May 27 2019

1hr 17mins

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#452 – An Interview with Kieran O’Leary

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Welcome Kieran O’Leary, principal of Mixed Signal Systems!

  • Chris knows Kieran via the consulting forum. You can apply to join here.
  • Went to school in Cork, Ireland
  • Hard IP inside of FPGAs started on the Virtex2 pro
  • Now they’re doing FPGA next to RF sections (which from a noise perspective is crazy)
  • FAEs vs AEs
  • “Applications engineers are responsible for shepherding the design from development into the customers hands”
  • AEs understand the need for trust with a customer
  • Kieran has worked at Xilinx, ADI and Wolfson
  • “If your client is pushing through a million units a week, it’s a statistical certainty that any problem in the silicon is going to surface”
  • Sometimes you don’t want the cutting edge silicon
  • “You want to be on the leading edge but not on the bleeding edge”
  • Making eval and dev kits at chip companies
  • Was it more about making a breakout board? Or something interesting?
  • Walking through silicon coming from the fab
  • Hand carrying the silicon back from the packaging facility
  • Pinouts move sometimes!
  • Custom sockets are expensive to make.
  • THD measurements might look poor if the connection between the socket and the device look bad
  • Boards for the general public need better supporting collateral
  • In 2012, Kieran decided to move into consulting
  • He often helps clean up technical debt on the hardware side of things
  • Things to watch out for in Signal Integrity
  • “Current flows in loops, either you or Maxwell will determine the return path”
  • Dr Howard Johnson on The Amp Hour
  • Split ground planes
  • “There’s nothing foolproof to a sufficiently proficient fool”
  • Troubleshooting EMC problems
    1. Check the values on the schematic
    2. Take a nearfield probe and see what you see
    3. Look for common culprits
      1. See where signals are jumping over a split plane
      2. Termination resistors in the wrong place
  •  Helps to add placeholders for future filters and termination
  • Maxwell was Scotish, so there is a statue commemorating him. There is a Maxwell museum, as well!
  • Follow Kieran on Twitter!
  • His company Mixed Signal Systems is also on there.
  • Kieran helped run the EMC Compo 2015 – The 10th International Workshop on the EMC of Integrated Circuits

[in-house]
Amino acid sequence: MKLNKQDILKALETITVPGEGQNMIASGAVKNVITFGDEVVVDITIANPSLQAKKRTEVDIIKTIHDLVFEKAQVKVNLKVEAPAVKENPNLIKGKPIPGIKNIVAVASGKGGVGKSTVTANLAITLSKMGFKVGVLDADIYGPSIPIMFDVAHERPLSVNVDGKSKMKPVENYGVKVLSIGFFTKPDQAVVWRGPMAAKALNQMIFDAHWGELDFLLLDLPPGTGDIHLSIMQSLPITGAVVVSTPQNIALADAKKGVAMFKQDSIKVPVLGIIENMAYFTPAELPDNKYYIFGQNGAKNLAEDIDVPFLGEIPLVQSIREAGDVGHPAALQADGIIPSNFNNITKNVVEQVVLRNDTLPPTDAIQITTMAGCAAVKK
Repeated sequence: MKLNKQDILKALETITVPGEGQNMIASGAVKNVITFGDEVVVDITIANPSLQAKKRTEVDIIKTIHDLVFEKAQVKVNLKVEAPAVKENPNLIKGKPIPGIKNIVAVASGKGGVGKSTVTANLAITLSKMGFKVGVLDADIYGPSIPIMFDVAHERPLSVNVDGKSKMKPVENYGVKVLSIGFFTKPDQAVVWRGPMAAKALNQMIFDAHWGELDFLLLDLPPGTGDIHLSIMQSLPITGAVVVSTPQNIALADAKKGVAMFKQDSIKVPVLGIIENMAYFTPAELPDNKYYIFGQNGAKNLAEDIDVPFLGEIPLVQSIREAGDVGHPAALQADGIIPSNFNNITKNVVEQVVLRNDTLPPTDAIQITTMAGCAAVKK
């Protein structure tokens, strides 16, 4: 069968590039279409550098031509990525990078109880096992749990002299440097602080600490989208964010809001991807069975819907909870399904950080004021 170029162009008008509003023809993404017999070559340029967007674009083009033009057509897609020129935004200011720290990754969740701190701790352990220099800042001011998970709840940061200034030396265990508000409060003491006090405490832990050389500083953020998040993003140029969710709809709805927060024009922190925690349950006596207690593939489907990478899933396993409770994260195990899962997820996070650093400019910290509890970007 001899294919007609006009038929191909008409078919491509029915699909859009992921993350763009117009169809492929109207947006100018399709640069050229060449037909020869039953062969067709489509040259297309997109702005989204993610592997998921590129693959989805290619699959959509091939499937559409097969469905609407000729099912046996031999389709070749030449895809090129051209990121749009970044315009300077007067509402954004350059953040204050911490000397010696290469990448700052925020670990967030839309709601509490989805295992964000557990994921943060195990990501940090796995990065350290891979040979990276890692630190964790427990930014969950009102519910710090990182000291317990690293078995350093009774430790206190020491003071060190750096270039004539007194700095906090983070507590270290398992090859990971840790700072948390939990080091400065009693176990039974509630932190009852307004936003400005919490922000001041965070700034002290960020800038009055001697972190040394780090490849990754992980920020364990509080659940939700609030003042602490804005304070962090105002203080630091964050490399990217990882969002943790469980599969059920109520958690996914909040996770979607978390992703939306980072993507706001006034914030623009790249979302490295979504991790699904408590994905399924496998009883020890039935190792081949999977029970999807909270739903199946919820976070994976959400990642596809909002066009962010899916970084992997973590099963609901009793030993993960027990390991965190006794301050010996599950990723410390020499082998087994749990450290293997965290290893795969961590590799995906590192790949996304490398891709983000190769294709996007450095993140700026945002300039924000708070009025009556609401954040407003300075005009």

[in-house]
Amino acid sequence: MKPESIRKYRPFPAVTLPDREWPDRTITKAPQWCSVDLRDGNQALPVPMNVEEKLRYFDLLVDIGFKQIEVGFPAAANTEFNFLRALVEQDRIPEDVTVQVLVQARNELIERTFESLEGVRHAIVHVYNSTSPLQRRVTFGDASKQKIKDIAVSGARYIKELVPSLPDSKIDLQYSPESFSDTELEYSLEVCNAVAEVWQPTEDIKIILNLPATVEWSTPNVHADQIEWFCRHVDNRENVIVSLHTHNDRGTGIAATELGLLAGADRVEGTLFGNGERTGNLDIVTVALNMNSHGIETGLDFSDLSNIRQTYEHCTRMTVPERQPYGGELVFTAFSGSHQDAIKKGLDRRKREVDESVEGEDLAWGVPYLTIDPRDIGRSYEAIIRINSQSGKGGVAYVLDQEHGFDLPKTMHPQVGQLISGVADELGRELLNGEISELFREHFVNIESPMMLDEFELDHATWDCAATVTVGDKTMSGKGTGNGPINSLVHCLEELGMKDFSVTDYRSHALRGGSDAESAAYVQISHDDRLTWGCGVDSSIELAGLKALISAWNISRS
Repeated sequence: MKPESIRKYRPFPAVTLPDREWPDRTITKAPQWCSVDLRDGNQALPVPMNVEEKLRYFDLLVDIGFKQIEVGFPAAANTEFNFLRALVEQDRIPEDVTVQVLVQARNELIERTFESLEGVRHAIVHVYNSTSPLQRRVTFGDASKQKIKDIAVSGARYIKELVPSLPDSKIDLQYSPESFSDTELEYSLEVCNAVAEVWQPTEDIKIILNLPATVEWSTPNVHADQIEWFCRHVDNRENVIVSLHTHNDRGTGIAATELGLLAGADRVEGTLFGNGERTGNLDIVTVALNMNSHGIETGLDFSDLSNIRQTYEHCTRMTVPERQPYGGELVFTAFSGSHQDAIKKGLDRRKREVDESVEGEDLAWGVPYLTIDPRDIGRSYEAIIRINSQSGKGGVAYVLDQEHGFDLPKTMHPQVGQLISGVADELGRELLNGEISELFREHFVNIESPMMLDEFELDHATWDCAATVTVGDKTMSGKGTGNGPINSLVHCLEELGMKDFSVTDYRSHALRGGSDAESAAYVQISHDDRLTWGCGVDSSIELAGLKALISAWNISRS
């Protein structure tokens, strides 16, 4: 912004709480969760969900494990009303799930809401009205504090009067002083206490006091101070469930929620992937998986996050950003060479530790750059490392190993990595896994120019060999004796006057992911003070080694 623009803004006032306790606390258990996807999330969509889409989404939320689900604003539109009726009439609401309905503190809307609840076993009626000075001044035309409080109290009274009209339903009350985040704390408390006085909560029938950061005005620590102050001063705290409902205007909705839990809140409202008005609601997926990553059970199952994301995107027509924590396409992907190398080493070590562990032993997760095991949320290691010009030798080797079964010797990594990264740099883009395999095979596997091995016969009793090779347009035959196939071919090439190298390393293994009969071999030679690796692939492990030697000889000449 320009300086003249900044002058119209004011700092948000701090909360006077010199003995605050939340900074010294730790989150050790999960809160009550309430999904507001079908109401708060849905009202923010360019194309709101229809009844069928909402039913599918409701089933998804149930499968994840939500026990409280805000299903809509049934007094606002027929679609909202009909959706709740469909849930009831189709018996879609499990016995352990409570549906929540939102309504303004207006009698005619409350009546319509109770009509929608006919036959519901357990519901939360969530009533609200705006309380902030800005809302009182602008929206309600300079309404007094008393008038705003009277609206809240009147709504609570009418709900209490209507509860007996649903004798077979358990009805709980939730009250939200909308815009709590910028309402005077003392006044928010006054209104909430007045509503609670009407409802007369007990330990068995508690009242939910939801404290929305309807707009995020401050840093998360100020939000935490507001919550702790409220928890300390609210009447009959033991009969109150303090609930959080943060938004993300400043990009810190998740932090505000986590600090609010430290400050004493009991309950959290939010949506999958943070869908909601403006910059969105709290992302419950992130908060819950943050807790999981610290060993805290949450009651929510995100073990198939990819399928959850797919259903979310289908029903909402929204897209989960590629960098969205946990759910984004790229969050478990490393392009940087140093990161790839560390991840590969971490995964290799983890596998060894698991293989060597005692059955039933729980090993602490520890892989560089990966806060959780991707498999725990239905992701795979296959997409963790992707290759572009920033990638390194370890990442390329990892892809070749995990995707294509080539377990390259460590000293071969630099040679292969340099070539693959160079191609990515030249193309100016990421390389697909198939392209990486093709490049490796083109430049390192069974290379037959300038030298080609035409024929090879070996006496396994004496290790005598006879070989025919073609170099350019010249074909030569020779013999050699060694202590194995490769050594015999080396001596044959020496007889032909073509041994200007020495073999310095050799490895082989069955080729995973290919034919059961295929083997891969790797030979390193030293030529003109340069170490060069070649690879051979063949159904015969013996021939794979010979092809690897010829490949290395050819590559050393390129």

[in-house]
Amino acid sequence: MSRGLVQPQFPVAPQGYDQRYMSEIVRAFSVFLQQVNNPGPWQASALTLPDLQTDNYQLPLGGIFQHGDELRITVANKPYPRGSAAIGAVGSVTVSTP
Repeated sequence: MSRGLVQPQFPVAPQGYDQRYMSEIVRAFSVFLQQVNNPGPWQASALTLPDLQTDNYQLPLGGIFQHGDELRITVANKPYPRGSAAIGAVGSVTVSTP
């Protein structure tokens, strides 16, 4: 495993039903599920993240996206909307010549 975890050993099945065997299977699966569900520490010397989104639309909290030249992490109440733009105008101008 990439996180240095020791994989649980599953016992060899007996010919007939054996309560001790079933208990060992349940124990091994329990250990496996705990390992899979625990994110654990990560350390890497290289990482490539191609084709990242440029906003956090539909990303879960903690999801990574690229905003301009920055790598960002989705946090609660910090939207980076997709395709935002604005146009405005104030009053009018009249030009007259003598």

• 12th int’l is coming up in China

Jul 29 2019

1hr 27mins

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#464 – KonnectorPanik

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Oct 27 2019

1hr 7mins

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#450 – Stories from Teardown 2019

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The image for this episode is during the “puzzle hunt” section of Teardown (Jeff Keyzer is the only guest shown). I was on the winning team, but did nothing of consequence to help them out.

Jul 08 2019

1hr 11mins

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#453 – Vertically Integrated Design Engineering

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Thanks to Suzanne Nilsson for the image of the ladder

Aug 05 2019

1hr 11mins

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#432 – Check The Dummy Box

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Mar 04 2019

1hr 2mins

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#434 – Use The Protection Circuit

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Thanks to Sparkfun for the image of the battery

Mar 18 2019

1hr 4mins

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#439 – Grow A Superbrain

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Thanks to lady traveler for the brain mechanics picture

Apr 22 2019

1hr 11mins

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#436 – Downward Sloping Trace

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Mar 31 2019

1hr 7mins

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#462 – Boat Anchors

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Thanks to Stew Dean for the photo of the anchor

Oct 13 2019

1hr 11mins

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#437 – An Interview with Chrissy Meyer

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Welcome Chrissy Meyer, partner at Root Ventures!

  • We previously had talked to Avidan Ross, the founder and partner at Root Ventures. 
    • 0h 0m 30s
  • They try to target talented founders and not the company
    • 0h 3m 21s
  • Rose Hulman
    • 0h 8m 10s
  • Lincoln Labs
    • 0h 8m 49s
  • Went back to school at Stanford for an EE MS/PhD
    • 0h 10m 42s